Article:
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ARS Home » Southeast Area » Stoneville, Mississippi » Genomics and Bioinformatics Research » Research » Publications at this Location » Publication #301343

Research Project: Genomics and Bioinformatics Research in Agriculturally Important Organisms

Location: Genomics and Bioinformatics Research

Title: The first nearly cryptic Scorpionfly (Mecoptera: Panorpidae) from North America

Author
item BICHA, WESLEY - Oak Ridge National Laboratory
item SCHIFF, NATHAN - Us Forest Service (FS)
item LANCASTER, AARON - Us Forest Service (FS)
item Scheffler, Brian

Submitted to: Zootaxa
Publication Type: Peer Reviewed Journal
Publication Acceptance Date: 5/18/2015
Publication Date: 6/1/2015
Citation: Bicha, W., Schiff, N., Lancaster, A., Scheffler, B.E. 2015. The first nearly cryptic Scorpionfly (Mecoptera: Panorpidae) from North America. Zootaxa. 3973(3):591–600. doi.org/10.11646/zootaxa.3973.3.12.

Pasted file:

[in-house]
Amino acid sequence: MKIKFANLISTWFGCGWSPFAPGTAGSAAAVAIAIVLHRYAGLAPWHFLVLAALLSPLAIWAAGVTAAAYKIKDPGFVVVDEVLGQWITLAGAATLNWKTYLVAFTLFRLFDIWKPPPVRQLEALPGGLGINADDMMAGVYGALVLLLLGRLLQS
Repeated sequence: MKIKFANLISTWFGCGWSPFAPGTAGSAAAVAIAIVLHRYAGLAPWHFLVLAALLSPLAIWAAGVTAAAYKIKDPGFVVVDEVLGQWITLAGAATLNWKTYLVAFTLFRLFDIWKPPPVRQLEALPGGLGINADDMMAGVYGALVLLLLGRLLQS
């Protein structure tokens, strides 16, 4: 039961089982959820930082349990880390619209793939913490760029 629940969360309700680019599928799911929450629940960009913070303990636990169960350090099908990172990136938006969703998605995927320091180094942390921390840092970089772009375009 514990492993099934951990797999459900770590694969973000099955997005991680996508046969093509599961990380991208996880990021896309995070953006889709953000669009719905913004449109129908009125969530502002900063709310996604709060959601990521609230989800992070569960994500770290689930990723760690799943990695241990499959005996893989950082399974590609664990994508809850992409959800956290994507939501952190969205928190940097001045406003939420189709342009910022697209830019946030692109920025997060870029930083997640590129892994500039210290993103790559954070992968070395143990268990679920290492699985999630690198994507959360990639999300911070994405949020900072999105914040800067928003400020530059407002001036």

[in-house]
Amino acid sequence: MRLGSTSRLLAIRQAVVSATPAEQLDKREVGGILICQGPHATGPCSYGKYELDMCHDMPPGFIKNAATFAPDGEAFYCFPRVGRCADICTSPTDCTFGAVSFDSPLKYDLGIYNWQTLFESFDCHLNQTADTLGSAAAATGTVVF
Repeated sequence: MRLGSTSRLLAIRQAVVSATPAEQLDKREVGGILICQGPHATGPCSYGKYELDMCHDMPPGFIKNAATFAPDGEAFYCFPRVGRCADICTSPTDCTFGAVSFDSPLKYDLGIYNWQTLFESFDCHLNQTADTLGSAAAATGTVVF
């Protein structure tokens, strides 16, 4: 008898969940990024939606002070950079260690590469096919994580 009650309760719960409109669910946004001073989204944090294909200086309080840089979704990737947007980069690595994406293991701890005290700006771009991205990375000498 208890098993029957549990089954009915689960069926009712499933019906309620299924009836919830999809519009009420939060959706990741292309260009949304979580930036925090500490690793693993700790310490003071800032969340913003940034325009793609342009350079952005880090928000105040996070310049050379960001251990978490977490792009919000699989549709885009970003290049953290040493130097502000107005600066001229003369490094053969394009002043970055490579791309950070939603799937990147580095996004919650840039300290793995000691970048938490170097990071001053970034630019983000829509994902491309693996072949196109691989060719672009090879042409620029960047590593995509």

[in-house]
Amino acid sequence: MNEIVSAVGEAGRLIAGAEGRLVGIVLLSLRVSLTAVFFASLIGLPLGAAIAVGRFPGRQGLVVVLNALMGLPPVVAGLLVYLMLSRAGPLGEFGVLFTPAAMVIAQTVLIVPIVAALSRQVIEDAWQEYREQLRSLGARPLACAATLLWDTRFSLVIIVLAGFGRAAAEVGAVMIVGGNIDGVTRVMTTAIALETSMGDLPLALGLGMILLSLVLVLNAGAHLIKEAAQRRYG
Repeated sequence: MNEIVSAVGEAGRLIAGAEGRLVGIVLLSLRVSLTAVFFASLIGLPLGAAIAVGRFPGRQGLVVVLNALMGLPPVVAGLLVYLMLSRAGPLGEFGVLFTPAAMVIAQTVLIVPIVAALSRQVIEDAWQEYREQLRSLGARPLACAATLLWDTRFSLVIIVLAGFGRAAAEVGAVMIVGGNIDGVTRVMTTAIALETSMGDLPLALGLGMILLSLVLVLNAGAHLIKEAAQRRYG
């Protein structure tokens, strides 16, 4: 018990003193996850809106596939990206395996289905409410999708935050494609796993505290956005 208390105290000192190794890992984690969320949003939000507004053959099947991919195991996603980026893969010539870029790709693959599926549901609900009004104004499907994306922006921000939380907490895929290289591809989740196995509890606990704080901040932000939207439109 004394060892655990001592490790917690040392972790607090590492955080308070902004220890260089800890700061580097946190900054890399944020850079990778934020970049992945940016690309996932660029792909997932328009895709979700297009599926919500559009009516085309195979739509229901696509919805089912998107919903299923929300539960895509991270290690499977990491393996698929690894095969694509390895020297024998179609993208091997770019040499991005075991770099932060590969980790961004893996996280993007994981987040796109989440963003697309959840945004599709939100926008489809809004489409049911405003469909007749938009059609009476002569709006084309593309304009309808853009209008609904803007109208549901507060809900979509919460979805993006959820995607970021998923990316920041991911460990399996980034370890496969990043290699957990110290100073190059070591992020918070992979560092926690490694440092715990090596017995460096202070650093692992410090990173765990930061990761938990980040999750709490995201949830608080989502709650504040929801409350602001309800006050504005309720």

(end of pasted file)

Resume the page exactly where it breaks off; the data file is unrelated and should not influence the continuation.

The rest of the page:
Interpretive Summary: This paper describes a new cryptic species to the common scorpionflies, specifically Panorpa cryptica. Its classification is based on it phenotypic characteristics and the use of DNA sequence of a gene called cytochrome oxidase subunit I (COI) which is found in the mitochondrial DNA. Sequences of COI are commonly used to help distinguish species or closely related populations. Scorpionflies appear to have minimal impact on most agricultural systems but they are importance for evolutionary studies as they are one of the oldest holometabolous (four life stages ) (also called complete metamorphism) insect lineages. Panorpa cryptica appears to be limited to mid-elevation areas south of the Appalachian Mountains of northern Georgia, western North Carolina, and northwestern South Carolina.

Technical Abstract: The first, nearly cryptic species of scorpionfly from the United States, Panorpa cryptica Bicha and Schiff, n. sp., is described from northern Georgia, southwestern North Carolina and northwestern South Carolina. This insect was initially differentiated from the very similar Panorpa nebulosa Westwood, 1841 (Somma 2011,Byers 1962) by its unique cytochrome oxidase subunit I (COI) mitochondrial DNA. Habitat details, distribution, and biology are described.